Invasive Plants

The spread of invasive species is a major factor contributing to undesirable landscape level change and ecosystem instability in national parks. The National Park Service (NPS) is working to manage invasive species in park units through a suite of national and local programs.

As of 2017, there were over 1.4 million acres of national park units infested with invasive plants, of which only approximately 43,000 acres are controlled, in which invasive plant infestations have been reduced to a level that can be maintained by park staff.

"Most Wanted" Invasive Plant Species

Highlighted invasive species of concern


While there are many species of plants that are wreaking havoc in national parks, some are particularly destructive. Learn more about several of these below.
A forest smothered by the kudzu's long, green vines
Kudzu engulfing a forest's native vegetation.

NPS Photo.

Kudzu

Kudzu, also known as “The Vine That Ate the South,” grows 35-100 feet long and posses fleshy taproots that can grow to nine feet deep in the ground. Its leaves are alternate on the stem and are hairy underneath.

Flowering occurs in midsummer, with long, purple, fragrant flowers that hang in clusters in the axils of the leaves. Kudzu can turn its leaves in relation to the sun to take full advantage of available light or to reduce exposure to sun thus reducing water loss.The vines must be removed to allow native vegetation to thrive once again.

Dried cheatgrass, with brown, spiny looking ends
Cheatgrass has been taking over the western landscapes of the U.S.

Photo courtesy of Jennifer Strickland/U.S. Fish and Wildlife Service.

Cheatgrass

In the 1940s, Aldo Leopold warned this invasive plant posed a grave threat to western U.S. habitats. Since then, it has spread and spread. This annual grass arrived in shipments of European wheat during the late 1800s, and quickly established itself in many areas occupied by native plants like sagebrush.

Cheatgrass is well adapted to dry climates and can out-compete many native plants. The barbed bristles of the plants penetrate or adhere readily to clothing and fur. Cheatgrass alters regional fire regimes - meaning it causes increased fire size, duration, and intensity. This impacts native species that are not well adapted to these changes.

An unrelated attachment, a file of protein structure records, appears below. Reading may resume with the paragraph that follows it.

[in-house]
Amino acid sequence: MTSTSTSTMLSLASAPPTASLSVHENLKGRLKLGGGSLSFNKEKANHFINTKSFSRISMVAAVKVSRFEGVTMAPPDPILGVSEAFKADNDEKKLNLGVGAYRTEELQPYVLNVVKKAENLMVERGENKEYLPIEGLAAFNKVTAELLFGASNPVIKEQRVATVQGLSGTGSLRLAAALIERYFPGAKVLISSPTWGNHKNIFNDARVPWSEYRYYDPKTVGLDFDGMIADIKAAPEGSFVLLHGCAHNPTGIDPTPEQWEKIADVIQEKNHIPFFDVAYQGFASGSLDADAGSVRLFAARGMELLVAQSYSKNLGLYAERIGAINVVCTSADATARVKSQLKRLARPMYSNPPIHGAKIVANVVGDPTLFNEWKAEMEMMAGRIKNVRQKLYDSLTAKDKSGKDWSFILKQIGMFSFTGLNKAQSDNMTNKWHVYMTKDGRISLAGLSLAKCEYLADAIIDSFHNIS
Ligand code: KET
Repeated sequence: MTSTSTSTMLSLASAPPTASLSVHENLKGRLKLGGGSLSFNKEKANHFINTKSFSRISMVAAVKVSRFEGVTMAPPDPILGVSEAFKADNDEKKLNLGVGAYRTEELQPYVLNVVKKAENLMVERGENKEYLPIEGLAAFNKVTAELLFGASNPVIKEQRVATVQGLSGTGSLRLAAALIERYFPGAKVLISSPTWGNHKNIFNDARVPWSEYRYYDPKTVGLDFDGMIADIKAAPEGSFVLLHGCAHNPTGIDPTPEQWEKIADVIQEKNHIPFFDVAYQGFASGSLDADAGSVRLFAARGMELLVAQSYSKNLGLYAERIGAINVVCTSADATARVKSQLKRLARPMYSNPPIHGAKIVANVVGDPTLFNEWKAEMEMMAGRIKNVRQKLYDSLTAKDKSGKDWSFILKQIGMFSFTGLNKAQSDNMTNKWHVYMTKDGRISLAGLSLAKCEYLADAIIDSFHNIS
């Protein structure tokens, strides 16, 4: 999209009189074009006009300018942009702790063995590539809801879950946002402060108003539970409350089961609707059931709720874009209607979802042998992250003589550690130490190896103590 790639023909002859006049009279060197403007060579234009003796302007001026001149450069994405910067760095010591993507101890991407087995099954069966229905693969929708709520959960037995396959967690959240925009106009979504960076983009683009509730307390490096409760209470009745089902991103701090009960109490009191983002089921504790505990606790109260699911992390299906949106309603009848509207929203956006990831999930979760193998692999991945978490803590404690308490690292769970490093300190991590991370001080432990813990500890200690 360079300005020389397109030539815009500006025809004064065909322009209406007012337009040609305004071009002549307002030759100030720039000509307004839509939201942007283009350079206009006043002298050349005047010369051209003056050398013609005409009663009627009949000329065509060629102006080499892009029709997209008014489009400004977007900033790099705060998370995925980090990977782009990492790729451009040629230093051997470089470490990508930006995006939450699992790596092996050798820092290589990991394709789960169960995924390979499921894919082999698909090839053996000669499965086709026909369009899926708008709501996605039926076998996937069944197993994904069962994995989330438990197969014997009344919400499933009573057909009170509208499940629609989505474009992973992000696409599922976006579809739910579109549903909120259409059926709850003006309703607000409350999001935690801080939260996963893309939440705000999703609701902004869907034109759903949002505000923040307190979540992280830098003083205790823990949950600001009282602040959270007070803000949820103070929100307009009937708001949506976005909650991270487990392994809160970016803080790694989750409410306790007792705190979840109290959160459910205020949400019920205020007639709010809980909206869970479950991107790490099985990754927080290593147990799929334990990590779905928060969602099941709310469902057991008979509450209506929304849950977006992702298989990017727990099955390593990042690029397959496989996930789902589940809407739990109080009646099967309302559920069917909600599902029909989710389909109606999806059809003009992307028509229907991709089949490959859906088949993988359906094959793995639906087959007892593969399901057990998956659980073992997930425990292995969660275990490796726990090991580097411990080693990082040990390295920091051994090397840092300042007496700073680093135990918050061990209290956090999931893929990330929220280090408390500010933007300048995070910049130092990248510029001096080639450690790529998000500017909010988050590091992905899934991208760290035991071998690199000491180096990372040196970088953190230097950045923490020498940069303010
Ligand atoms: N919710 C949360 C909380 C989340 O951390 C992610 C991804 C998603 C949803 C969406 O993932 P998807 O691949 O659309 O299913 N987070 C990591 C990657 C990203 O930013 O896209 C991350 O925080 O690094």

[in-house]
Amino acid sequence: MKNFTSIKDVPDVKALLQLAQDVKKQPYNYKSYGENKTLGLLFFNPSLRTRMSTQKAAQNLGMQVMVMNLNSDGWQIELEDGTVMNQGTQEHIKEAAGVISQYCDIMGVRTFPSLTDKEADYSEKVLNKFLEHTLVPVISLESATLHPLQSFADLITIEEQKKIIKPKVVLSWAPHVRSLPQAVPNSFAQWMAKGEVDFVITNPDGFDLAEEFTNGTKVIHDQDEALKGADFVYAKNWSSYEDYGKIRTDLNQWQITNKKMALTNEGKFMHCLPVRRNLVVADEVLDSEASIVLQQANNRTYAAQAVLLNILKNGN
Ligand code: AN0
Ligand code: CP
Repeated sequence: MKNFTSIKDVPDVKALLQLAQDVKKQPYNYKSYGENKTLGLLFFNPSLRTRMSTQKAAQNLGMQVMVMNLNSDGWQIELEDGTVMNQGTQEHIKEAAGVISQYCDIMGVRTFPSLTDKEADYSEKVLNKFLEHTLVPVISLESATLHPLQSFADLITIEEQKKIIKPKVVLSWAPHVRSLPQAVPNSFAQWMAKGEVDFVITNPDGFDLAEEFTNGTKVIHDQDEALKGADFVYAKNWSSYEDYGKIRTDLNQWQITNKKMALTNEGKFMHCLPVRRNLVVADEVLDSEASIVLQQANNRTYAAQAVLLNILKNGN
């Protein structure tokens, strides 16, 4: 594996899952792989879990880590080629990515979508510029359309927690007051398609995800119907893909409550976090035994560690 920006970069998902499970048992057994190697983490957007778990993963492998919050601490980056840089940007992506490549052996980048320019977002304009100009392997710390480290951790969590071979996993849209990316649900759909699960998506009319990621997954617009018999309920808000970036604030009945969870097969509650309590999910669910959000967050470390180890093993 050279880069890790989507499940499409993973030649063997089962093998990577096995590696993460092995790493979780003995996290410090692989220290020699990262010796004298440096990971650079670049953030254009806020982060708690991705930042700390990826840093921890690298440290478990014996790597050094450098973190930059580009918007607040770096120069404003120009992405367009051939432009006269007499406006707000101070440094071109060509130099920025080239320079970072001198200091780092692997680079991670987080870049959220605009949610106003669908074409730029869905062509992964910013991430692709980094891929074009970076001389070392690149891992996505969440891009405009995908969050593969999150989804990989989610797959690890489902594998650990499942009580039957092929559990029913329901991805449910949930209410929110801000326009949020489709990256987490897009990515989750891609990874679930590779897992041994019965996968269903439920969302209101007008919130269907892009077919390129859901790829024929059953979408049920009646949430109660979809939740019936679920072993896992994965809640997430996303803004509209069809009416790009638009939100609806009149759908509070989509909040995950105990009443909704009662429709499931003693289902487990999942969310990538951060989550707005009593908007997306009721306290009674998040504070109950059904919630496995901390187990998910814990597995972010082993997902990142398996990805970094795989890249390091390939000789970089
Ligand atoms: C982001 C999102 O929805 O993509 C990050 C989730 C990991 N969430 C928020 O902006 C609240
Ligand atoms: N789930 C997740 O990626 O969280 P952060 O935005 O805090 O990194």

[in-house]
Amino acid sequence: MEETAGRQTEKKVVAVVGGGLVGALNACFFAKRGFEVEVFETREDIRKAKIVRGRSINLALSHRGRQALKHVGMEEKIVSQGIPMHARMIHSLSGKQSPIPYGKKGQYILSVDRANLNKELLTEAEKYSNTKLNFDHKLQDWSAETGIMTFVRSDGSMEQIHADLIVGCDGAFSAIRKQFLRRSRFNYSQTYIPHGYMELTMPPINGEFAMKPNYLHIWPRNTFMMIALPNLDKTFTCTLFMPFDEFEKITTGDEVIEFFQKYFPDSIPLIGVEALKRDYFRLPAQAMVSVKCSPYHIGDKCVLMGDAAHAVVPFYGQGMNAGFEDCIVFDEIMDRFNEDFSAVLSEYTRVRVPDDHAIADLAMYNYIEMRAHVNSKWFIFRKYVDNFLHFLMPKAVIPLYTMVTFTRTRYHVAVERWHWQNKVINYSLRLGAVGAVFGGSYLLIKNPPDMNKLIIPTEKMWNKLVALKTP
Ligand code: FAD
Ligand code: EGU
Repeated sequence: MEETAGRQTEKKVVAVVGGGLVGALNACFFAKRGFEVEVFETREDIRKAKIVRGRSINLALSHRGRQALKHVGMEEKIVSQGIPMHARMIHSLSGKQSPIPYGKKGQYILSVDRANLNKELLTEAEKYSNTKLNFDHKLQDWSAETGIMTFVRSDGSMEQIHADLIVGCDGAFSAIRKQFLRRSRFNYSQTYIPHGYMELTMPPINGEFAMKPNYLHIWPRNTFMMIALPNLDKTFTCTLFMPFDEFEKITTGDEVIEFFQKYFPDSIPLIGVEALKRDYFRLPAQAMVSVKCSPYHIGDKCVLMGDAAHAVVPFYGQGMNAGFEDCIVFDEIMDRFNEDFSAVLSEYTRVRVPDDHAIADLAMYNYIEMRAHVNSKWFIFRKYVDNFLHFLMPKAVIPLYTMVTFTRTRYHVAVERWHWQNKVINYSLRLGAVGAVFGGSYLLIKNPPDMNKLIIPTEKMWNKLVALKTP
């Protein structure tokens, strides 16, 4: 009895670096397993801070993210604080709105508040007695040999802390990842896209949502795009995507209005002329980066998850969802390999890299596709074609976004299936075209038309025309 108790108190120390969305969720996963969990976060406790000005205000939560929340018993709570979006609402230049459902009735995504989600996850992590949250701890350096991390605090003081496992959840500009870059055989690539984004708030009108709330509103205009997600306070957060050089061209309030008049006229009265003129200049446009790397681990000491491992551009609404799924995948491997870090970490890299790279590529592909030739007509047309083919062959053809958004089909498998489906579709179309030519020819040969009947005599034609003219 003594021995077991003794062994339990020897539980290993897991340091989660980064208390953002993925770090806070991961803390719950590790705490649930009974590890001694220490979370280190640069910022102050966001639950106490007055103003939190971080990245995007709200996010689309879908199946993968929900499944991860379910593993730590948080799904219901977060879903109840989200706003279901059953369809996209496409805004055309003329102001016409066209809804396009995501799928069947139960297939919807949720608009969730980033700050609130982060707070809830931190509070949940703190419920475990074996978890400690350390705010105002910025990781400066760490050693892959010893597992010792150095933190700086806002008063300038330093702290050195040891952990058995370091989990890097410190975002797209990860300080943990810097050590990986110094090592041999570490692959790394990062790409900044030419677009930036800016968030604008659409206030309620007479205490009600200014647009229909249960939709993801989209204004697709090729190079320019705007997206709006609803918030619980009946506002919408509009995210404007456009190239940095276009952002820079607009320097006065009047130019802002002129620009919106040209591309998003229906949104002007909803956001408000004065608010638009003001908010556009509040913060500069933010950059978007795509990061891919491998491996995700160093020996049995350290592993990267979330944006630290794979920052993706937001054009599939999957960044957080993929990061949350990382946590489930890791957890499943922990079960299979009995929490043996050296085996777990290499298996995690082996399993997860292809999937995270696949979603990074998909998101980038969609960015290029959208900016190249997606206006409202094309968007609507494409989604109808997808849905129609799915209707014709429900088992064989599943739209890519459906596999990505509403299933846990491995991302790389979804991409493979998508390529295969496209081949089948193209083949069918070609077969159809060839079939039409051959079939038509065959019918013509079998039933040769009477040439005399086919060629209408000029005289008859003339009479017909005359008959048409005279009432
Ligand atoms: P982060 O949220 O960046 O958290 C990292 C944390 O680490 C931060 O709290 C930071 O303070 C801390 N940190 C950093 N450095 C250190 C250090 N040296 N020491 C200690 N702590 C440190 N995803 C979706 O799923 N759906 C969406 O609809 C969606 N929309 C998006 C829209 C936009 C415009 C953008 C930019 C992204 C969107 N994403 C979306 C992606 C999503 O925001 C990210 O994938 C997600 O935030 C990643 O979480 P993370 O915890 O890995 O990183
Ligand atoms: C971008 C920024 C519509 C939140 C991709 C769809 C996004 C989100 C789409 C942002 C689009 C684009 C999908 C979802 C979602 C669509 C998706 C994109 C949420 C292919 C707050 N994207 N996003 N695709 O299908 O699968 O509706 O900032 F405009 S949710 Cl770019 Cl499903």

A shrub on the side of a hill
Tamarisk spread through the west and caused major changes to natural environments.

NPS Photo.

Tamarisk

Tamarisk - also known as salt cedar - is a dense shrub that causes all sorts of trouble in the Western U.S. but also infests areas in the eastern part of the country. As of 1963, tamarisk has dominated riparian zone species along the Colorado River, beating native species to water with their long taproots.

In addition, these invasive plants, alter soil salinity, increase fire frequency, and displace the native vegetation- thus displacing native animals as well.

Invasive Plant Species Management in National Parks

Invasive species continue to be introduced and found in new places. Several highly invasive and destructive species have been successfully eradicated from parks lands, but work continues every day.

The NPS has dedicated significant resources towards invasive plant species management in parks, with the support of national and regional level offices. The Invasive Plant Program, based in Fort Collins, Colorado, and individual parks fund and support 17 Exotic Plant Management Teams to provide "boots-on-the-ground" in the fight against invasive species. Learn more about the Servicewide program by visiting their website, here.

Learn more about invasive species management in parks under What We Do

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    Last updated: February 28, 2018